There’s a lot riding on Texas DOT’s $7 billion plan for downtown Houston freeways.
TxDOT has been working for more than a decade on a plan for the three highways that roughly form a circle around the city — I-45, I-10, and U.S. 59. Last April, the agency revealed a draft version of the plan, and another revision is expected to come out as soon as six months from now.
Advocates for a walkable Houston see a lot of promise in TxDOT’s willingness to rethink the city’s freeways, but the plan might still make traffic worse by adding lanes.
On the bright side, TxDOT is proposing to tear down the Pierce Elevated Freeway, which could open up 20 to 50 blocks of downtown for walkable development. The plan also calls for aligning I-45 with U.S. 59 to the east of the city, burying the roads in a trench capped with a park.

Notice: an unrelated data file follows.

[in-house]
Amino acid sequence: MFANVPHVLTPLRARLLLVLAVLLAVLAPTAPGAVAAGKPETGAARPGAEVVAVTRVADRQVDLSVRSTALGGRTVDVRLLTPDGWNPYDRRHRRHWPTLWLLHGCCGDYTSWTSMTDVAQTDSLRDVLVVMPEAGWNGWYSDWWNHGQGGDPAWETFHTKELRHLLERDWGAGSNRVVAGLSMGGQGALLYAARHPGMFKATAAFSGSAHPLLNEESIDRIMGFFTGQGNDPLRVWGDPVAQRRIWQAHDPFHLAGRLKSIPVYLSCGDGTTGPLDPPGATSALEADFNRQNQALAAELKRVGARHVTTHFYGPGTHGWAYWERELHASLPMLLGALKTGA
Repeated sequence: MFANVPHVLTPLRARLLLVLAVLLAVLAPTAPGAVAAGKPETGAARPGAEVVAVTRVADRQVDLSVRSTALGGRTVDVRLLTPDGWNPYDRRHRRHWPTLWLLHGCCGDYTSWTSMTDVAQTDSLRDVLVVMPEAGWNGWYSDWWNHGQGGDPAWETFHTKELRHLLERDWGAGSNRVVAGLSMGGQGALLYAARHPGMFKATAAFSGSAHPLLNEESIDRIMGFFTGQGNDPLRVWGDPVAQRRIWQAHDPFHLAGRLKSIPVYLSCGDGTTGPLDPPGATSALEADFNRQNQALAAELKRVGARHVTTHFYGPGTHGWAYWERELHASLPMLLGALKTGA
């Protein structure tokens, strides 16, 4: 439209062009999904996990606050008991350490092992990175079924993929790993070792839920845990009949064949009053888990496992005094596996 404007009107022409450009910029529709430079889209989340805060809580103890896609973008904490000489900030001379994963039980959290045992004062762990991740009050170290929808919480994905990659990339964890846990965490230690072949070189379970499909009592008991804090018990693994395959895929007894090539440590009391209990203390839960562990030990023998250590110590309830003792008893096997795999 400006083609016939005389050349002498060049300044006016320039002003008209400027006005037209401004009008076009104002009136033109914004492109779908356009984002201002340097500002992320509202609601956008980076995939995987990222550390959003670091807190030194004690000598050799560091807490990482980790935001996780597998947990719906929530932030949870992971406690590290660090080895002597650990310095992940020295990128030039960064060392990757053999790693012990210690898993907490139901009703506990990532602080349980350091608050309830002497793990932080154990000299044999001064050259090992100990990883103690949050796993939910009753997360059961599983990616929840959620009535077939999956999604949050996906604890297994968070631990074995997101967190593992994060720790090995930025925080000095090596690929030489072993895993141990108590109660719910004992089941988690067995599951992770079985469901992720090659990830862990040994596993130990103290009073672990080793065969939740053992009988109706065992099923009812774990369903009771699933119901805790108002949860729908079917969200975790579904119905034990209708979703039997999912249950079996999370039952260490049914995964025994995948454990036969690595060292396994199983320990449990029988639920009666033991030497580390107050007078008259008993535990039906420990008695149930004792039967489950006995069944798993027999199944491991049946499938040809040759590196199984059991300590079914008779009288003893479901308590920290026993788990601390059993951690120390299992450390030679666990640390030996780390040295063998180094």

“The impacts on walkability and urbanism are real and are a big deal,” said Jay Crossley, former director of the smart growth advocacy group Houston Tomorrow. “If they could only do those parts of the plan it would be an amazing plan.”
But while TxDOT is starting to consider how its highway projects affect urban neighborhoods, said Crossley, it hasn’t quite embraced the “paradigm shift” away from highway widening that Mayor Sylvester Turner has called for.
It’s still an open question whether TxDOT’s plan will result in a net increase in highway capacity, pumping more traffic into downtown.